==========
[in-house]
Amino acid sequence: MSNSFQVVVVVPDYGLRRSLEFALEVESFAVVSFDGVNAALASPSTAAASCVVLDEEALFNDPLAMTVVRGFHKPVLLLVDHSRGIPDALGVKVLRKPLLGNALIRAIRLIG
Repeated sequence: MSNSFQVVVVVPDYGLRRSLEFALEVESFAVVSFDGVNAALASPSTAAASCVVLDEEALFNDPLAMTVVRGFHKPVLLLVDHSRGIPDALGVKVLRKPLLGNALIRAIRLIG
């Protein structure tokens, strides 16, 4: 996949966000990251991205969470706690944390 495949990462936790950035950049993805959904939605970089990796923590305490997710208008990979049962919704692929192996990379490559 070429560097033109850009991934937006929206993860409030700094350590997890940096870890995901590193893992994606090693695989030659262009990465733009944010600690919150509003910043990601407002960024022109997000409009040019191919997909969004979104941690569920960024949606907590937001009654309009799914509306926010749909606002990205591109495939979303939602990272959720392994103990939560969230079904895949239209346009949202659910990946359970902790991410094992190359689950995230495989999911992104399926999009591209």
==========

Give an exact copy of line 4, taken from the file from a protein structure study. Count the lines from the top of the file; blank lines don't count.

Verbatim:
């Protein structure tokens, strides 16, 4: 996949966000990251991205969470706690944390 495949990462936790950035950049993805959904939605970089990796923590305490997710208008990979049962919704692929192996990379490559 070429560097033109850009991934937006929206993860409030700094350590997890940096870890995901590193893992994606090693695989030659262009990465733009944010600690919150509003910043990601407002960024022109997000409009040019191919997909969004979104941690569920960024949606907590937001009654309009799914509306926010749909606002990205591109495939979303939602990272959720392994103990939560969230079904895949239209346009949202659910990946359970902790991410094992190359689950995230495989999911992104399926999009591209």